We can never know someone’s true motivations, and in this case, there are 2 individuals whose intentions are relevant: (1) the employee submitting the vaccine exemption request and (2) the medical provider signing it. Unfortunately, we can assume that there will be individuals who will seek a loophole to circumvent this new requirement, and anxiety might be easier to malinger than an allergy, given the lack of measurable biomarkers. There will also be those who do not have an anxiety disorder as defined by the DSM-5, but instead are suffering from distress related to the mandate itself. The very need for the mandate comes at least in part from the fact that the COVID-19 vaccine rollout has been fraught with political polarization, ideological flame-fanning, and outright misinformation. To the average person caught in this maelstrom, making a decision may feel nearly impossible, with the stakes being one’s employment and livelihood. The medical provider signing the exemption is also not excluded from misunderstanding or conflicted interests, including wanting to support the patient making the request.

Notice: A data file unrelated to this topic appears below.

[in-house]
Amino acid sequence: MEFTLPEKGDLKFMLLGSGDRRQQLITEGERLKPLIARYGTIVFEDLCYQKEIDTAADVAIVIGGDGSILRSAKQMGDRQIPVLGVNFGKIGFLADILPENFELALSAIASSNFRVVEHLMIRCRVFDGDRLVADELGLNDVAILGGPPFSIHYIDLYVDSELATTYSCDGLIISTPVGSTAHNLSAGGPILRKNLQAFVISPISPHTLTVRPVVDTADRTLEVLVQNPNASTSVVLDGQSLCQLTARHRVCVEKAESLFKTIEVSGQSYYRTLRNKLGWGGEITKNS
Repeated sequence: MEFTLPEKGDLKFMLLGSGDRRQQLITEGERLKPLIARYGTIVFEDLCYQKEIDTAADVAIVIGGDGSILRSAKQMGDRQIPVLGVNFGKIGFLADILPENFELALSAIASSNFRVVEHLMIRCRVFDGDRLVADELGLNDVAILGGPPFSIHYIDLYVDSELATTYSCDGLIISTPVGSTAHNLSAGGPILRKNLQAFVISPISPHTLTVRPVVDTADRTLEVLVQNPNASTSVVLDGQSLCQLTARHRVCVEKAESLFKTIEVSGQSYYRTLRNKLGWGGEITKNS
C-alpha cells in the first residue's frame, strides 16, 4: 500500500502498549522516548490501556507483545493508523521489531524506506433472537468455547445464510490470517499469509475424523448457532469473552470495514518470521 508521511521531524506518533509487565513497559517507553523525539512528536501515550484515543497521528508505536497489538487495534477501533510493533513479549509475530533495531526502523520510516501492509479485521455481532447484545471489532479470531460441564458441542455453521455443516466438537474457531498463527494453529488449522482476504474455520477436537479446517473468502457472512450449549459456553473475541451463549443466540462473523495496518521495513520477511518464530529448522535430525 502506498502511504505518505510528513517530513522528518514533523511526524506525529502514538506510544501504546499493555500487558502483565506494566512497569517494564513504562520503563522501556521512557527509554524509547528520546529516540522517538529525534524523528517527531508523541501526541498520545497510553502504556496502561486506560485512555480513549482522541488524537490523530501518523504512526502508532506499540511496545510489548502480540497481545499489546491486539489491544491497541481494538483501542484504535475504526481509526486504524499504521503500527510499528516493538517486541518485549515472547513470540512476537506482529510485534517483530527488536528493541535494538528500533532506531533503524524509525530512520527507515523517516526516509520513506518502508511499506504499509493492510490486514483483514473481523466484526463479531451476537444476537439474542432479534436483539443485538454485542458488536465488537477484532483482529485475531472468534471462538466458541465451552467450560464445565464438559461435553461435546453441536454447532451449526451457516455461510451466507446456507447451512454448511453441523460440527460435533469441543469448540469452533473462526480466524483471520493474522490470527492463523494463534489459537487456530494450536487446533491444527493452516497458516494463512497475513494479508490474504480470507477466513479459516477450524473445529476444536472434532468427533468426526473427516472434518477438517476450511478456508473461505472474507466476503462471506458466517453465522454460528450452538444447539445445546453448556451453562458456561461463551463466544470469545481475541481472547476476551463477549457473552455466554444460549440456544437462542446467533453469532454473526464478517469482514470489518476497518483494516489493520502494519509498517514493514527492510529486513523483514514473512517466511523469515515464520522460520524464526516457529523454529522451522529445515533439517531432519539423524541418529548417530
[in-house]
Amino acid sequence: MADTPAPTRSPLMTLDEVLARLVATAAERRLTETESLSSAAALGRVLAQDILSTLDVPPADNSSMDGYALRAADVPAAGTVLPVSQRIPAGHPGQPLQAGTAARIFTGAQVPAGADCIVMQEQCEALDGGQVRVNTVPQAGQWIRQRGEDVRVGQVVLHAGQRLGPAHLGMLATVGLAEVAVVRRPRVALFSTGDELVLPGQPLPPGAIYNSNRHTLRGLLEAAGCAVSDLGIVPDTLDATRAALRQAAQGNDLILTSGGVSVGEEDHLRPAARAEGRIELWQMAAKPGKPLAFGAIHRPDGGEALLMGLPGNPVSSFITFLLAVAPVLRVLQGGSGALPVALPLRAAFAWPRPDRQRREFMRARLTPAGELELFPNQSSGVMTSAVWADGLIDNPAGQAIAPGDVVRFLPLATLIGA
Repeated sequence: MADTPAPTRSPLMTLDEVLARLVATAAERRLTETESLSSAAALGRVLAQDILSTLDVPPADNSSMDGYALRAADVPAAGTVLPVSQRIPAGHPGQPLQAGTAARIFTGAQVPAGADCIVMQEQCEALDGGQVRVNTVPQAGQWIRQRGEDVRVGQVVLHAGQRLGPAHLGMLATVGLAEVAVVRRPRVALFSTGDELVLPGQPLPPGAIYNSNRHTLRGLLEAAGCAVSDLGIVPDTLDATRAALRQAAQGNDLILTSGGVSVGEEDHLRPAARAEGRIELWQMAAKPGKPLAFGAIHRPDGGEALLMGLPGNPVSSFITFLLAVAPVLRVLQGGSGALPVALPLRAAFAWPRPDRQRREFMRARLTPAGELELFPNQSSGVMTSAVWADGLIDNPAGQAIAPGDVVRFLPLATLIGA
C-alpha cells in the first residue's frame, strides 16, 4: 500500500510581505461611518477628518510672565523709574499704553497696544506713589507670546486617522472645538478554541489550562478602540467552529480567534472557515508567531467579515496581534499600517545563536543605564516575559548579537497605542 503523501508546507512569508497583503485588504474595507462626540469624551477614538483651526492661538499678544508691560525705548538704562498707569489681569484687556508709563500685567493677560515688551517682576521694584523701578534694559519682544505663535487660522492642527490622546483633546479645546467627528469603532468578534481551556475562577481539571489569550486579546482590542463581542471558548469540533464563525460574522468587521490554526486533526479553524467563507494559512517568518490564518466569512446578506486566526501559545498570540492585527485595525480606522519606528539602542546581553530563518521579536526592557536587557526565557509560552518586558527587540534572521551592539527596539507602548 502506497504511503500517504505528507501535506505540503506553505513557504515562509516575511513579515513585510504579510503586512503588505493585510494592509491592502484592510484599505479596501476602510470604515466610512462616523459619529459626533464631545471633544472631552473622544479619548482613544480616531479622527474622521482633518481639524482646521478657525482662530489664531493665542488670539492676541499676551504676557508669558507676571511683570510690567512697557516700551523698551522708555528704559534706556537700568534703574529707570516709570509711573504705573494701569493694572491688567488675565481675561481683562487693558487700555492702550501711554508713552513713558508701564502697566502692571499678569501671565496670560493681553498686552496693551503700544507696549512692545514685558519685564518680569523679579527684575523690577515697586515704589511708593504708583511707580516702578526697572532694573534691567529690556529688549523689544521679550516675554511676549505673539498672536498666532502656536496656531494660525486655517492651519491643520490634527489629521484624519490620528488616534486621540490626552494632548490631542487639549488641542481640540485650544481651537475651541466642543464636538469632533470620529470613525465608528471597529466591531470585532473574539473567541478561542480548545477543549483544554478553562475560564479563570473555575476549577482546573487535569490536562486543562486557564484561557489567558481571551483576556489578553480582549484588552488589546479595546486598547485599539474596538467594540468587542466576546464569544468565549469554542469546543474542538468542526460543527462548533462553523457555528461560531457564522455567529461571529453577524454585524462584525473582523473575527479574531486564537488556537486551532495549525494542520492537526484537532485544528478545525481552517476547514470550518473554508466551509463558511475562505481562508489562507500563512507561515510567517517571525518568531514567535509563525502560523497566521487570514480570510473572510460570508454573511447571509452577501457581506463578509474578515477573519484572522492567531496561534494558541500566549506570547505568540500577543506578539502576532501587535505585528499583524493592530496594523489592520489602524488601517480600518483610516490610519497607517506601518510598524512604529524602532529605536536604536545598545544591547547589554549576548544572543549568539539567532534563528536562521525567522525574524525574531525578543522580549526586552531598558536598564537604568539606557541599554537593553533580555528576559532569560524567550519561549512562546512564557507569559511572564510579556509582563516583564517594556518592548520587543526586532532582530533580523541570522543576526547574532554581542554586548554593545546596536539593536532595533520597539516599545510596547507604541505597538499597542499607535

By excluding anxiety as a reason for exemption, claims made in bad faith can be minimized. Based on our experience, most physicians have not been signing exemption requests for reasons related to mental health. It would be reasonable for organizations to initially grant a 3-month delay as previously described. Organizations could then monitor outcomes and sequelae, such as the success of this accommodation in maintenance of employment and the number of exemption requests for anxiety over time (eg, determining whether requests increase if word spreads among individuals seeking a delay for any reason). If organizations detect an increase in requests among the employed population, one strategy might be reaching out to the signing medical provider for additional information prior to granting the accommodation. We would also recommend keeping this policy confidential so that it will not be readily utilized by those looking to delay vaccination.